*2-3 minutes rest between sets*

WORKOUT FOCUS: Your workouts can be more bang-for-buck, meaning they do not need to drag on and be high in volume. You can be efficient, train the muscles you need to, then exit stage right.

With these strength movements, there is no pressure to be superwoman and lift your heaviest. Focus on slow and perfect execution, honing in on technique, and better yet, focusing on deep belly breathing as you perform these movements.

Your recovery between sets can be relaxed as well, and there’s no need to get wild and jump from one exercise to other so rapidly. I encourage you take 2-3 minutes rest between sets to receive the physiological benefits of strength development. If your recovery is too short, your muscles will be too tired each set and this will hinder your form and strength gains.

NUTRITION FOCUS: increase zinc for improved immune function, iron and B vitamins for increased energy (follow Reilly Beatty, RD and learn more specifics in the Total Youth Female Athlete Fitness Video Course HERE)

Phase 2 – Follicular Phase

(When your period ends, you enter the follicular phase. This phase lasts 7-10 days)

PHYSIOLOGICAL CHANGES: During this phase estrogen begins to rise, while progesterone remains low. The physiological changes during this time include increase muscle glycogen, fat, protein and water storage.

WORKOUT FOCUS: The follicular phase has been associated with an increase in endurance, with Julian et al showing that performance of the Yo-Yo test was considerably higher in the early follicular phase (3,288 ± 800m), compared to the mid luteal phase (2,833 ± 896m) (Pitchers et al. 2019). This can be a great time to build aerobic and anaerobic capacity. 

  • Acceleration Work – prime nervous system for intense workouts as you jump into Ovulation Phase
  • Tempo Runs – focus on sprint mechanics sub maximally, 80-85% of max heart rate
  • Medicine Ball Slams (anaerobic, non-impact) – prime nervous system with explosive movements

When you come out of this phase and plunge into ovulation, you may feel more like Beyonce coming on stage. You have a new spark, a new energy, and you’re ready to get to work!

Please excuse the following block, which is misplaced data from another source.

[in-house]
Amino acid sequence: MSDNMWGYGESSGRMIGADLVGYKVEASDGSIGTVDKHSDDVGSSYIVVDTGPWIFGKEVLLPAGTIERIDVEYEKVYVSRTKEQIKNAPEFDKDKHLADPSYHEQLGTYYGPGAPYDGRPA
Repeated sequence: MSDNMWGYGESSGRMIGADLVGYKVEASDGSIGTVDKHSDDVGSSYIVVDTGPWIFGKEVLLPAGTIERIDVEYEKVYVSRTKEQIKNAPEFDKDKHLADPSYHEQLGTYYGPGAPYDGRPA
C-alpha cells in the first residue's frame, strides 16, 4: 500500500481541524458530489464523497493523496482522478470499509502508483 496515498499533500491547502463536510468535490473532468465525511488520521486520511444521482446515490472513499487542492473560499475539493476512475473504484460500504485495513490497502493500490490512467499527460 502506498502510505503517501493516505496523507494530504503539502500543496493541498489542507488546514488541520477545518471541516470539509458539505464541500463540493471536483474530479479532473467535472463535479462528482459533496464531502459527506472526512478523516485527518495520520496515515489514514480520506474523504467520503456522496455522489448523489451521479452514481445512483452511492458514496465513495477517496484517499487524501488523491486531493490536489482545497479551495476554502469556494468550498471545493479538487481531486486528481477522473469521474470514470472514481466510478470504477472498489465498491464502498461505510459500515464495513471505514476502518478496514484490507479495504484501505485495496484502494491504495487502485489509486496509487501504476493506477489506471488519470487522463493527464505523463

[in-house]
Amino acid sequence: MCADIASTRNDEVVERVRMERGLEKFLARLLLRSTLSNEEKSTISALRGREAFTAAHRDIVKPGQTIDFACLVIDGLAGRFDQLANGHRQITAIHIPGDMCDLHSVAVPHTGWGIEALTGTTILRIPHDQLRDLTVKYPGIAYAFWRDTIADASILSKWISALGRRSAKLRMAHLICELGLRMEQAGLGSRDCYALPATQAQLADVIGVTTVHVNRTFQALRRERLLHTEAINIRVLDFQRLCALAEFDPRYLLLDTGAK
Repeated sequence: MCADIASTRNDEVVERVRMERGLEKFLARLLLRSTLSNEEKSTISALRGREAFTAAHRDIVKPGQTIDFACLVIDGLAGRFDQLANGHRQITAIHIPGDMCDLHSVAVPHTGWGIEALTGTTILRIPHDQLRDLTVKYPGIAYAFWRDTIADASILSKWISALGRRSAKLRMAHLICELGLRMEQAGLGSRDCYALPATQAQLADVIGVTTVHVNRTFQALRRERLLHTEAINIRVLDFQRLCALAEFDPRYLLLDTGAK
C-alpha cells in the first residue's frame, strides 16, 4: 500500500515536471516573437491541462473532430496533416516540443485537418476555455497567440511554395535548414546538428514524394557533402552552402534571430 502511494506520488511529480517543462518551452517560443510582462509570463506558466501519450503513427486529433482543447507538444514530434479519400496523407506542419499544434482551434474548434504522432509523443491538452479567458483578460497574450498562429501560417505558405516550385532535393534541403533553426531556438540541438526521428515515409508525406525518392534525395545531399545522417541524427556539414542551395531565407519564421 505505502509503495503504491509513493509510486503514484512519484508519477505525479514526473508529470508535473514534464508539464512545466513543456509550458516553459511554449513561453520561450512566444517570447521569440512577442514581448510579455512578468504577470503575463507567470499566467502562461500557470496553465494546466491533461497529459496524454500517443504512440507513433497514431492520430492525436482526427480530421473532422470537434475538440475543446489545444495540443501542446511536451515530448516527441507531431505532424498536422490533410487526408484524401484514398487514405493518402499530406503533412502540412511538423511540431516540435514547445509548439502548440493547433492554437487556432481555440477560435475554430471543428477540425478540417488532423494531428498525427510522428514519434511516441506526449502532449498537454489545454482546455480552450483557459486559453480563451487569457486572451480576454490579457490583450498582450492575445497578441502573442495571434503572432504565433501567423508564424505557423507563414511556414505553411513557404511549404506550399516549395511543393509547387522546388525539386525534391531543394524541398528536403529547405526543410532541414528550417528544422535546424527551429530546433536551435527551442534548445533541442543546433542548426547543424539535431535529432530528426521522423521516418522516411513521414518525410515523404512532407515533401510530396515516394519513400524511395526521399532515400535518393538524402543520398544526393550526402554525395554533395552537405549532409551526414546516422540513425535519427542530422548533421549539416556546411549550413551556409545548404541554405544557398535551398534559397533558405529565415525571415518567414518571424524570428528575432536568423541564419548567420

NUTRITION FOCUS: Keep hydration in check due to rise in estrogen with plenty of electrolytes and water, as well as maintaining a balanced diet packed with carbohydrates for energy, protein for muscle building and fruits and veggies for nutrients and energy regulation (see Reilly Beatty RD for specific meal plans).

Let’s segue into Ovulation…

Phase 3 – Ovulation

(Ovulation is tricky because not every woman ovulates on the same day, but for the average 28-day cycle, women ovulate on Day 14. This phase lasts 3-4 days long)

PHYSIOLOGICAL CHANGES: Testosterone peaks during this phase, which is exciting to reap the physiological benefits from strength and power training. You may feel your energy is through the roof, and your confidence is unmatched.

WORKOUT FOCUS: With that said, it is time to take advantage of your glow with these higher intensity movements (feel free to shoot for new personal records too!):

Of course, I could give thousands of other exercises to reap the benefits during this time because I do enjoy getting after it, but start with these first. To learn more about specific programming, more advanced conditioning, and speed, strength and change of direction technique, learn more in the Total Youth Female Athlete Fitness Video Course.

NUTRITION FOCUS: Since energy expenditure is higher and workouts more intense, you will be consuming more calories. Be sure to eat adequate protein, carbohydrates and healthy fats for optimal muscle building and recovery, calcium and vitamin D for bone health.

Phase 4 – Luteal Phase

(Following ovulation, your luteal phase lasts 10-14 days.This leads up to your next period!)